convention should be In session. He contended
thatthe President had violated the Constitution
In enlarging tbe regular armyi suspending the
writ of habeas corpus, and arresting citizens t
Interfering with the freedom of the press, and
In his proclamation. He was rejoiced at the
late elect.ons.-he considered them a great moral
victory, and ho expected to see such victories
all through the other States New Hampshire
Mr. CLARK aatd some men of that State
were taken prison en lately by Stonewall Jack
sou, and he paroled them and told them to go
home and vote the Democratic ticket, and that
would end the matter. Langhter and sup
Mr. POWELL aald, If that would end the
matter, he hoped they ould vote that ticket.
Mr. FESSENDEN had hoped that the ques
tion of politics would have been left out of this
debate, but it has been dragged In. When the
Senator from Kentucky talka about the triumph
of the Democratic party being a great moral
triumph, he was at a loss to understand his
He was willing to admit that some things had
been done, apparently without law. There has
been a great cry that the country Is In danger,
but when he saw where the cry came from, he
regarded It no more than the cry of a pack of
wolves. The cry comes from newspapers, who
have assailed the Government and thrown all
the obstaclea In the way that they could, and
lrom men wno are Known 10 oe in sympamy
with the rebellion. If he (Fessendeu) should
find anv fault. It would be that the President
has not been quite- strong enough) he should
have stricken down the great heads of dlsaffec-.
tlon instead or tne smauer parties, ir any great
paper advised the military commander to aetze
the Government, he should strike down that.
He was afraid there was more solicitude for In
dividuals In this chamber, than for the Interest
of the great masses In this struggle. There are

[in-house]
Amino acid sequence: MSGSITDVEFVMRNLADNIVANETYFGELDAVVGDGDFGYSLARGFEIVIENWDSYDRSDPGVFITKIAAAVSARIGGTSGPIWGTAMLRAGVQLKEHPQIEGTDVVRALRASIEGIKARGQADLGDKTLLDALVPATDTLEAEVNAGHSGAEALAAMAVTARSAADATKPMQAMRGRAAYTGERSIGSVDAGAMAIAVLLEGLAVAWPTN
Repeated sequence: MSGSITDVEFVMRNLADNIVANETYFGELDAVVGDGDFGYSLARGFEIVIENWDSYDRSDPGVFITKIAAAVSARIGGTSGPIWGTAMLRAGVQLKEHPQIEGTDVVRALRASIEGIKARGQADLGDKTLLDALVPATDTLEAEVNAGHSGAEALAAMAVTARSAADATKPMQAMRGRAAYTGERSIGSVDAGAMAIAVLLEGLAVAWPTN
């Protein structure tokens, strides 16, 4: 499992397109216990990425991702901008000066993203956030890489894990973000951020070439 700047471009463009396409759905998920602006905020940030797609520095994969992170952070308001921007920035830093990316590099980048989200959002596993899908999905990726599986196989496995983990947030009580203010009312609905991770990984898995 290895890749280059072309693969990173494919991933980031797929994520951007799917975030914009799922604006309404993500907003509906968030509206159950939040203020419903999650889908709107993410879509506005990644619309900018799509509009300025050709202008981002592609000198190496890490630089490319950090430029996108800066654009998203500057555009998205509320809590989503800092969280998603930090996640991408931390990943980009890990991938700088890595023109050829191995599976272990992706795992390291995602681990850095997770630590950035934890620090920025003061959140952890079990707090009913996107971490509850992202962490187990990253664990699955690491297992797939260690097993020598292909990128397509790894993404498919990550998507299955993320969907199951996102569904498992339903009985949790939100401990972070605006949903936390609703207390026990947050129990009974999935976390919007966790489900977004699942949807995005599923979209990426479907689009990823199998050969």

many things which may be done and must be
done, In times like these, which. In ordinary
times, could not be allowed. Does anybody
doubt the patriotism of the President of the
United States? Does any one pretend he has not
done what he thought was best to suppress this
rebellion and preserve the country, or that he
has wilfully violated the rights of any citizen T
The President did not take an oath to support
the Constitution i he took an oath to protect,
preserve, und defend It f and his paramount duty
1 to preserve and defend It, and the occasion
,ia arifto wncn ne is compeuca 10 violate tne
ftCr? u natiuiij uuu uuvb tinj uvmj I'ttituu
that l.o should hesitate an Instant I Nobody
cau pretend that. Ho atked tho Senator from
Kentucky, me oiner u.., u uo was iTcsiucm
and believed an individual was about to com
mit a crime Injurious to the country, and there
was no other way to prevent it. If he would not
arrest him and hold him by the strong hand 1
and. after contlderable fencing, the Senator
thoucht he would not. lie would not vote for
him. for President. If the Senator from Ken
tucky believed that a party was about to mur
der a Senator, would he not seize him and hold
Mr. POWELL thought he would watch such
a man, and if he saw any Intimation of violence
he would seize tne man, auu wouiu khi uuu